A Methodology to Inter-Compare Brass and Such Alloys Manufactured at Different Geographical Locations
This paper is about a method developed to normalize the Time of Flight Secondary Ion Mass Spectrometry (TOF-SIMS) data counts of each constituent ion in a mass spectra, by dividing each ion count with the total ion count. So by comparing their statistical means, data of different samples of any alloy like brass etc. from different places around the world can be inter-compared using TOF-SIMS data collected using similar separate instruments under similar experimental conditions. Such a methodology can also be extended to analysis of constituents of other materials using TOF-SIMS as well. Here, all brass samples were chosen on a representative global basis and had similar end uses. Variations in normalized mean counts of major constituent ions suggest that brass produced in different parts of the world for similar uses can be a little different in composition and can be readily identified and distinguished using their normalized statistical mean ion counts using TOF-SIMS. Their performance does not drastically change due to variation in such constituents of the alloy as the thermal treatments used on them were possibly different. Based on these observations, it was felt that unless there is a drastic change in any alloys’ micro-structure or crystalline phase properties, there will be no drastic change in its properties with variation of its’ major or minor alloying constituents. Data from literature using different aluminum alloys as a representative example and using their available data on micro-hardness and noting their variation with alloying also suggests such a phenomena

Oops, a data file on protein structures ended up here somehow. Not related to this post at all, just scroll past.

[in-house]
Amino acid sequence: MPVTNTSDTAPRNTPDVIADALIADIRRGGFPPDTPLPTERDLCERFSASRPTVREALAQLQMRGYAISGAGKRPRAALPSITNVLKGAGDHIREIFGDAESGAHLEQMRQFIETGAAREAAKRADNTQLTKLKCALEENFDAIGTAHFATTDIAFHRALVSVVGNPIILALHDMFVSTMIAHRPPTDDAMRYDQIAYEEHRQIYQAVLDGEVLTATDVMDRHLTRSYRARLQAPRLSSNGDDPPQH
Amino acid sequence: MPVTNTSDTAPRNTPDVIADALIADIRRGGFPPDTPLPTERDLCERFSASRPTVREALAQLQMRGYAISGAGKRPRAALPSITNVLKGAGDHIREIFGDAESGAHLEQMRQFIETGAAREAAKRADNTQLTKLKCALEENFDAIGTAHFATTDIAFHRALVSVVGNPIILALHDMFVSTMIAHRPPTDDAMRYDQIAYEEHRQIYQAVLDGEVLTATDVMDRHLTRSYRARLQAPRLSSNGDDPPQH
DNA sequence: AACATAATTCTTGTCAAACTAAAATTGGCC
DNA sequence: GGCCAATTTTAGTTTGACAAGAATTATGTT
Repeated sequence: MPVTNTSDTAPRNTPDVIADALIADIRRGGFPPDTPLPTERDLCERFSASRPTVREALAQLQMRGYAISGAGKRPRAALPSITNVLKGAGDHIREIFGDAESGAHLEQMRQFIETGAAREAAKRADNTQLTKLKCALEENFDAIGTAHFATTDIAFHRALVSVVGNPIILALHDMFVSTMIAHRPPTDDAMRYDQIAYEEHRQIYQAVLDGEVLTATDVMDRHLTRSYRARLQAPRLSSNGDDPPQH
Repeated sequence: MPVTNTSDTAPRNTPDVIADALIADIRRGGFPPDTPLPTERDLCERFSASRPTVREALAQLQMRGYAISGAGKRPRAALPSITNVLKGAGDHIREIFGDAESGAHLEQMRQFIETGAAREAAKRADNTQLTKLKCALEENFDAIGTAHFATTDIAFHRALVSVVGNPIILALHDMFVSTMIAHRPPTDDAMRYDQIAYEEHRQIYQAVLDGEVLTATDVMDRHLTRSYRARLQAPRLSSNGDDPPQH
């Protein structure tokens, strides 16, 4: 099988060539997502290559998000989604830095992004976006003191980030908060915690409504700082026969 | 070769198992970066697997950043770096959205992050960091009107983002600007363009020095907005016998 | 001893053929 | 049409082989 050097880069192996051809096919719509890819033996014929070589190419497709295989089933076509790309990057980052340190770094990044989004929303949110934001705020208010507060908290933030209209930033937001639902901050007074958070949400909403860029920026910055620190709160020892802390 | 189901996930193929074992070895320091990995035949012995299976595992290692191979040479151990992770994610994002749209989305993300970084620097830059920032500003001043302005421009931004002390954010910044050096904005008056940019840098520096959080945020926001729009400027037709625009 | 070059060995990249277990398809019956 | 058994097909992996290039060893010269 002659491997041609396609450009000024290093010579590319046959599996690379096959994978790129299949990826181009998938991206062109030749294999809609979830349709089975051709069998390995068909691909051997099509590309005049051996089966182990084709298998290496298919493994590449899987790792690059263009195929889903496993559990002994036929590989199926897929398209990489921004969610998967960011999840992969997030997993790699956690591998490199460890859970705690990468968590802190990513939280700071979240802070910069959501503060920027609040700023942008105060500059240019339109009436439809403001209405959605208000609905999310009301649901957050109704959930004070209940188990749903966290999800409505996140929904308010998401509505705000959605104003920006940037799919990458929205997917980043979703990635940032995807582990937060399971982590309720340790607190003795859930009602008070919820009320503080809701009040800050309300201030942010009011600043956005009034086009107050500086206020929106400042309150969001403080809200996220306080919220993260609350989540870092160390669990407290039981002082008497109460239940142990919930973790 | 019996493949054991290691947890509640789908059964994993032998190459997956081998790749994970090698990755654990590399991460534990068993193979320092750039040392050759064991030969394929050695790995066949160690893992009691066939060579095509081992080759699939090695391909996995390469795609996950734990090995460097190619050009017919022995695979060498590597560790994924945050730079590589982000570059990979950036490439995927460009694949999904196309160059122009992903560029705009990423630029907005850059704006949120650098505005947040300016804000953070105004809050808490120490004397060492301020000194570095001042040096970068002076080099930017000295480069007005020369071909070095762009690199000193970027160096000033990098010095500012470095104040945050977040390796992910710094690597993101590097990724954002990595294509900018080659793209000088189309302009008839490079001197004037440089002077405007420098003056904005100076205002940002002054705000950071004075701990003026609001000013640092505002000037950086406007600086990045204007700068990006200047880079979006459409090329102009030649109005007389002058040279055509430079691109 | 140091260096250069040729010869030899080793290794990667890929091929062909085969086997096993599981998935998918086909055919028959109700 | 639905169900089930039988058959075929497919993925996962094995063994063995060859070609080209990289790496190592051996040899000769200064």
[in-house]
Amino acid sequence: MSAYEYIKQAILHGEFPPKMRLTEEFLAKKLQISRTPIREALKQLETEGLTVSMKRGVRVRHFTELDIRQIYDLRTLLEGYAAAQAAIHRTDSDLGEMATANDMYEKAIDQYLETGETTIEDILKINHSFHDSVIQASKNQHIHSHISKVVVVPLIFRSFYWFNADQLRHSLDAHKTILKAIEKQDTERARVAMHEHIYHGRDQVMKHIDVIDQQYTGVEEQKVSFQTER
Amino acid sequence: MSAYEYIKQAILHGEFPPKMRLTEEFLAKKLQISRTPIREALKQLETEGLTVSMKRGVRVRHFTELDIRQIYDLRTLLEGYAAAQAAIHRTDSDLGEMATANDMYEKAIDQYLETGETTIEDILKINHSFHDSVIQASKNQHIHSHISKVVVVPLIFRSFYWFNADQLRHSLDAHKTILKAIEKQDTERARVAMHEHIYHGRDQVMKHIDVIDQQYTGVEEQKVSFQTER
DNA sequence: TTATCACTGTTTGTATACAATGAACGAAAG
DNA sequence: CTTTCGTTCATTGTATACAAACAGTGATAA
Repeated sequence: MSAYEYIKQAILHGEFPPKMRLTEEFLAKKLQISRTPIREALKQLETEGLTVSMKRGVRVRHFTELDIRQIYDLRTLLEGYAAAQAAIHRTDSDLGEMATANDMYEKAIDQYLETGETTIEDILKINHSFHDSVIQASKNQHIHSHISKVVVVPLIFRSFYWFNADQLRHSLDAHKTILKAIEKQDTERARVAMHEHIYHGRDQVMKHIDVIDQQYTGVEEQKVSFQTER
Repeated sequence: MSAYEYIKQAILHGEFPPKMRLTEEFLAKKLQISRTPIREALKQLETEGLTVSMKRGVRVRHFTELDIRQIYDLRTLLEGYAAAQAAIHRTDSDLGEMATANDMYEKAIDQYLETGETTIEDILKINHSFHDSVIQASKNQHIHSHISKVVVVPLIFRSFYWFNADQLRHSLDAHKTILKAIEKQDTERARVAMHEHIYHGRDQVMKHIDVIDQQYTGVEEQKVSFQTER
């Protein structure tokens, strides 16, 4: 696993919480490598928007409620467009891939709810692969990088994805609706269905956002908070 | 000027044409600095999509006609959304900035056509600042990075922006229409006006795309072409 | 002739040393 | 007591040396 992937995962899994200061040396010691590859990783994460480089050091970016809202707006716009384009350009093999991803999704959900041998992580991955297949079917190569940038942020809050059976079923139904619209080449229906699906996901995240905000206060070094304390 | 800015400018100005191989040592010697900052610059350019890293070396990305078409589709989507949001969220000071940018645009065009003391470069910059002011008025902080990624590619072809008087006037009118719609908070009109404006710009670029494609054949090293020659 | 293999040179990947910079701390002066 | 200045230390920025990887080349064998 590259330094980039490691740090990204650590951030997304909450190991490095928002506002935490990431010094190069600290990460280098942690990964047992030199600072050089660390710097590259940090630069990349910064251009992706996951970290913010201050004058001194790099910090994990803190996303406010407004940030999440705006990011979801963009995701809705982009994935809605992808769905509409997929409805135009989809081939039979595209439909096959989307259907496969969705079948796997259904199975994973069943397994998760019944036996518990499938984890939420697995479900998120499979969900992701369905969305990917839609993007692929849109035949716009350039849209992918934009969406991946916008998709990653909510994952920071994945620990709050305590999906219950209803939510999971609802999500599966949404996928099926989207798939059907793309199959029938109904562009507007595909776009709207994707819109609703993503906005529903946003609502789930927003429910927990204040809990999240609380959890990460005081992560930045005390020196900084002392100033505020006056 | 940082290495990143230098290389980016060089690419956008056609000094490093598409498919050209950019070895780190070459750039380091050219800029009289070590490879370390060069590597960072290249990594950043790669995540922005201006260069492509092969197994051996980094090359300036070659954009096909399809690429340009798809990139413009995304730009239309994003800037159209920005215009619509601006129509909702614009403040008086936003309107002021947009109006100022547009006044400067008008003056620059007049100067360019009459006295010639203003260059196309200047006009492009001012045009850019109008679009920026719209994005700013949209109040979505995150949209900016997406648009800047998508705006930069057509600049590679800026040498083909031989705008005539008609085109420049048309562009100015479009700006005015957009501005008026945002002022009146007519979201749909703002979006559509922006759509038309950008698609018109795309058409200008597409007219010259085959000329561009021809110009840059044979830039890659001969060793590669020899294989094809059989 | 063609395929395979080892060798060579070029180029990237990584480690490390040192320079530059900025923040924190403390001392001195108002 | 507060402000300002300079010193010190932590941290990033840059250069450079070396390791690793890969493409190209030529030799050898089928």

TOF-SIMS; Method for data normalization; Inter-comparison; Alloys
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